Children aren’t the only ones who have lost as a result of De Blasio’s kowtow to UFT. The collective bargaining agreement struck with the union two years ago didn’t require rank-and-file members to contribute more than the 4.5 cents of every dollar put toward their retirements (as of 2013-2014, the latest year available). The low member contributions, along with the salary increases and the decision two years ago to allow 777 teachers to retire early, add to the virtual insolvency of the Teachers Retirement System.
As a result of De Blasio’s fiscal mismanagement, taxpayers (including the children of today) will bear a burden of at least $38 billion (including unrealized losses of $4.2 billion), according to Dropout Nation‘s analysis of TRS’ finances. [A full analysis of the Big Apple’s education pension woes will run on these pages next week.] Add in the unfunded healthcare costs for retired teachers (which also went unaddressed by De Blasio during his contract negotiations with UFT), and the high costs of the mayor’s star-crossed alliance with the union will loom large in the decades to come.
There’s a high price to be paid for carrying water for AFT locals who profit politically and financially from educational malpractice. Sadly for New York City and its children, Bill De Blasio won’t be the only one paying it.
Contrary to the opinions of many traditionalists and more than a few reformers, the much-necessary discussion about overuse of harsh school discipline in traditional districts and public charter schools should be understood as an opportunity for people in schools to revisit their practices and results, and to consider how they might adjust strategies. For those of us who focus on policy and research, it is helpful to appreciate how many people are already working on the issue.
Since the New York Times and other outlets raised new questions about the school discipline practices of Success Academy last year, I’ve heard from lots of school leaders and teachers who have been wrestling with student discipline. These are men and women who have taken great pains to engage in introspection, both about discipline as well as other practices related to instruction and leadership.
These people talk about discipline. But they also talk about school culture and how to make their schools more successful with all students. We may not always agree with the practices they may use. The criticisms, regardless of who lodges them, may be valid. At the same time, let’s admit that these people are not engaging in surprising or novel exercises.
Personal observations can never substitute for objective data and evidence. But in my own research and interactions, the school leaders and teachers I deal with are downright obsessed with keeping kids on task and with thinking about how to help more kids succeed. They truly “own” the issue of student discipline. They examine data. They look at what they are doing in their classrooms and hallways. They talk together about their values, their practices, and how to adjust what they do. They try to figure out how their practices affect how children behave. They want children to learn, want to reduce the likelihood that a few kids will act out in ways that make it hard for all kids to learn, and also keep children who are misbehaving from failing and leaving school.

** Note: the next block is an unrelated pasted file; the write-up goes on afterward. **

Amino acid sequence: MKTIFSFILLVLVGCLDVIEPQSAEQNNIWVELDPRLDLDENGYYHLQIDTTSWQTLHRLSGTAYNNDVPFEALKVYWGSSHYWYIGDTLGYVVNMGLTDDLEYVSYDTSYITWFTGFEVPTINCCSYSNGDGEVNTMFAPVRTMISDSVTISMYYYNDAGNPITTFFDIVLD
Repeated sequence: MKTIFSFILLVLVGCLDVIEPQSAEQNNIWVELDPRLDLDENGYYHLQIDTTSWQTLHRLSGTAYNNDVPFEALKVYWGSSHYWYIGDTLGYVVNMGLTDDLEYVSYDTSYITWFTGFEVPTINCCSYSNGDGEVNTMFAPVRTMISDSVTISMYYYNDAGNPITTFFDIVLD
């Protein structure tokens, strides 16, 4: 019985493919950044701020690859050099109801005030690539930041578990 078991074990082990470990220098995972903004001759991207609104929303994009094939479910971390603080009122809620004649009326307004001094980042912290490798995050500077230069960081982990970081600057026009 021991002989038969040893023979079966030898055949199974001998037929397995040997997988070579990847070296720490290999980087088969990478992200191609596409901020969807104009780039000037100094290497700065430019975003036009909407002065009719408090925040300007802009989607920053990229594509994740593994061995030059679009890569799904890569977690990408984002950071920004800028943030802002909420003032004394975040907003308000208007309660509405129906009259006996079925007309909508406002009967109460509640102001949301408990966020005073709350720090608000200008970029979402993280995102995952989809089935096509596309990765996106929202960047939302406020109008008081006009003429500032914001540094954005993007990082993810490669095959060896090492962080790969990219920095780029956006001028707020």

Last month, the U.S. Department of Education convened leaders from charter school operators that receive replication and expansion grants under the Charter School Program. This was a group of very successful charter operators with impressive academic performance. The issue of student discipline was a big priority for the U.S. Department. I honestly came to the meeting a little anxious that there might be too much “talking down” to school people about what they needed to do, or too much defensiveness from the school operators. I was wrong on both fronts.
To its credit, the Obama Administration brought forward the issue as a real challenge that we must collectively address both in charters as well as within traditional districts. They presented the issue as one on which we should all problem-solve. Charter school operators, in turn, came to the topic equally ready to talk about the work. Perhaps because of the careful set-up, there was no defensiveness, no denial of the issues’ importance, or bemoaning how opponents were blowing a few cases out of proportion.
Instead, leaders talked about the conversations they were having with their staff, the examination of data, their brainstorming around what they do when children misbehave, and the ways they can adjust their procedures and programs to support strong learning environments while reducing the practices that lead to suspension or expulsion. They were talking about how to build consensus about the need for change, and the details of work that might make things better.
The charter school operators at the session weren’t looking to abandon their approaches to schooling. Their schools are highly successful. They have developed innovative programs — and their approaches produce results. At the same time, they realized that the current debate over discipline as an opportunity to leverage what is working well, to engage in serious introspection about their own practices, and to encourage their colleagues to change particular practices that may not always be helpful in improving student learning. All this was in order to design changes that they believe will lead to even better results for even more children.